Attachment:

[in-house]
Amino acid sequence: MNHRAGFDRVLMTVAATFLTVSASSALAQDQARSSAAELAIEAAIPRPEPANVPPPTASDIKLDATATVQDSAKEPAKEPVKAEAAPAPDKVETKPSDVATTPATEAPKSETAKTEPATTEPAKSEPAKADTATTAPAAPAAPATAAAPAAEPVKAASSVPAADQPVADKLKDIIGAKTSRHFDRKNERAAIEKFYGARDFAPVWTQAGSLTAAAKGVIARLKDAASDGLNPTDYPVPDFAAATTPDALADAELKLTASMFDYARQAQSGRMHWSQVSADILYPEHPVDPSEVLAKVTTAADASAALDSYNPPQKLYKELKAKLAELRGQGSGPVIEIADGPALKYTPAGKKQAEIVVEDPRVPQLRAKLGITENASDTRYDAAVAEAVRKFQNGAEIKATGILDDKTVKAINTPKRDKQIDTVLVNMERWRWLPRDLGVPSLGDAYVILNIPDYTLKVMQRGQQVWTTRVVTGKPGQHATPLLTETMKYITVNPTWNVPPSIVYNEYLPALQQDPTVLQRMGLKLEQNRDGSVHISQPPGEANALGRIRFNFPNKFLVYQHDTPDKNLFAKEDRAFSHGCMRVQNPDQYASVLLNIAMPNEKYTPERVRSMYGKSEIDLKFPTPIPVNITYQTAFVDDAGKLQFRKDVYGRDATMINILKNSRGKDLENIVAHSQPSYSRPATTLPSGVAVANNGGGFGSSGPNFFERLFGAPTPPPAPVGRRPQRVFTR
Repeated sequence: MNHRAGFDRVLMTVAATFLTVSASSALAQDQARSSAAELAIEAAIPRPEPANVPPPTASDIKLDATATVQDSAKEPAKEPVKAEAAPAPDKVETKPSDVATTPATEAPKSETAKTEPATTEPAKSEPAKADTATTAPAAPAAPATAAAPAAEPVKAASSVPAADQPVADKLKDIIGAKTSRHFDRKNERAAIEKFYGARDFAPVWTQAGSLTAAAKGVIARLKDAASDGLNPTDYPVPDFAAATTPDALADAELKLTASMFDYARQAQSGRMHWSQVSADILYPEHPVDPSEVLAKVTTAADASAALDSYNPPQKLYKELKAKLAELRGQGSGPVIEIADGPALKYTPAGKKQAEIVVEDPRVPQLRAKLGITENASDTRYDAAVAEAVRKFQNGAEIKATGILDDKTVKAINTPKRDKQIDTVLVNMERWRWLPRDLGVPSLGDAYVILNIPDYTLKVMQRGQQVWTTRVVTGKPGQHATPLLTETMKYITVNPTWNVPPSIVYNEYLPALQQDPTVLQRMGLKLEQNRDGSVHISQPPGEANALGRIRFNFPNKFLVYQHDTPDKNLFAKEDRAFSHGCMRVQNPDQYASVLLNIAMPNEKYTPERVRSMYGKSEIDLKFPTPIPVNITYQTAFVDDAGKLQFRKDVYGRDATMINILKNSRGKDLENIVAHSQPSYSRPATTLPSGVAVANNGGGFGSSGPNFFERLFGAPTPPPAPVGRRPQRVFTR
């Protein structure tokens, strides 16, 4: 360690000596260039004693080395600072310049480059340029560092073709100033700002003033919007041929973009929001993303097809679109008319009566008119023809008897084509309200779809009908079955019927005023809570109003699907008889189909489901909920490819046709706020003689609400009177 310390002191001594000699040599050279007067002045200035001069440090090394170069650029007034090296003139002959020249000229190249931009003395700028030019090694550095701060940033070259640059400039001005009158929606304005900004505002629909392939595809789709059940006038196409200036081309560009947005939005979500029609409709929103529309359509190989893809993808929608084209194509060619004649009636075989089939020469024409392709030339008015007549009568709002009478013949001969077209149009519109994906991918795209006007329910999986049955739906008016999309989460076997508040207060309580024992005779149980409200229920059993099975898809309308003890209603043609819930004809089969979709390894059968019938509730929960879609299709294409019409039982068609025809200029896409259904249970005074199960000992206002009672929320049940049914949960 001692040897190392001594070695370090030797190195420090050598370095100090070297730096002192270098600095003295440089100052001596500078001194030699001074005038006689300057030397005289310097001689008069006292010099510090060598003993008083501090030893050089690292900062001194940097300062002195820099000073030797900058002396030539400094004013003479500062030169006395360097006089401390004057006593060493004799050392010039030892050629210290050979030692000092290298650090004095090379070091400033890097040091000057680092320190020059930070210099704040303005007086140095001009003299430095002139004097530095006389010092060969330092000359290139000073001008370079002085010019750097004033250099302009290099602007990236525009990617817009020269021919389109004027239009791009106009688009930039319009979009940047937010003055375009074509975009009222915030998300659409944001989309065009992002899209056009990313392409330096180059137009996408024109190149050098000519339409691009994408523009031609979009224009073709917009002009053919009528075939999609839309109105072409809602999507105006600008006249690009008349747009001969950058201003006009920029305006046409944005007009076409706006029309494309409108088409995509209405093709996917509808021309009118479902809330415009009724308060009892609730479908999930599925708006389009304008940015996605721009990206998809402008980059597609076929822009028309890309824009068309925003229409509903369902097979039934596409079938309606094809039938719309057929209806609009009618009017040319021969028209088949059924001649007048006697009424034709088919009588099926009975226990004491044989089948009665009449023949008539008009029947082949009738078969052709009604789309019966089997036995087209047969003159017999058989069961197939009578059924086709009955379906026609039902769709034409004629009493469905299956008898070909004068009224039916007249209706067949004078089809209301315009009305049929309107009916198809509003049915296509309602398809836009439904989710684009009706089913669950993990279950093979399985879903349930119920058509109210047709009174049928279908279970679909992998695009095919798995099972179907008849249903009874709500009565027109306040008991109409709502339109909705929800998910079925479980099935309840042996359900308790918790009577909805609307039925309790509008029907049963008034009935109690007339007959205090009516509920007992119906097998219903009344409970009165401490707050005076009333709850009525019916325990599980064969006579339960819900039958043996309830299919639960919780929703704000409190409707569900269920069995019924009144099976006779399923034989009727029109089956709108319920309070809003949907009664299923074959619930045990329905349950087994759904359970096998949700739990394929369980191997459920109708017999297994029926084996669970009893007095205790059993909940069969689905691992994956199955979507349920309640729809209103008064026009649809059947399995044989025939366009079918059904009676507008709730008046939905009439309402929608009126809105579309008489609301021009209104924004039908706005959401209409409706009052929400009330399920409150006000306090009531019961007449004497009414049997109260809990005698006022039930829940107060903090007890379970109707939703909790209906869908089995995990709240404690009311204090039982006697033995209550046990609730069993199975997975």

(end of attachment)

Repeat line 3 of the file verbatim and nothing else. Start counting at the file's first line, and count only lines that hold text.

Repeated sequence: MNHRAGFDRVLMTVAATFLTVSASSALAQDQARSSAAELAIEAAIPRPEPANVPPPTASDIKLDATATVQDSAKEPAKEPVKAEAAPAPDKVETKPSDVATTPATEAPKSETAKTEPATTEPAKSEPAKADTATTAPAAPAAPATAAAPAAEPVKAASSVPAADQPVADKLKDIIGAKTSRHFDRKNERAAIEKFYGARDFAPVWTQAGSLTAAAKGVIARLKDAASDGLNPTDYPVPDFAAATTPDALADAELKLTASMFDYARQAQSGRMHWSQVSADILYPEHPVDPSEVLAKVTTAADASAALDSYNPPQKLYKELKAKLAELRGQGSGPVIEIADGPALKYTPAGKKQAEIVVEDPRVPQLRAKLGITENASDTRYDAAVAEAVRKFQNGAEIKATGILDDKTVKAINTPKRDKQIDTVLVNMERWRWLPRDLGVPSLGDAYVILNIPDYTLKVMQRGQQVWTTRVVTGKPGQHATPLLTETMKYITVNPTWNVPPSIVYNEYLPALQQDPTVLQRMGLKLEQNRDGSVHISQPPGEANALGRIRFNFPNKFLVYQHDTPDKNLFAKEDRAFSHGCMRVQNPDQYASVLLNIAMPNEKYTPERVRSMYGKSEIDLKFPTPIPVNITYQTAFVDDAGKLQFRKDVYGRDATMINILKNSRGKDLENIVAHSQPSYSRPATTLPSGVAVANNGGGFGSSGPNFFERLFGAPTPPPAPVGRRPQRVFTR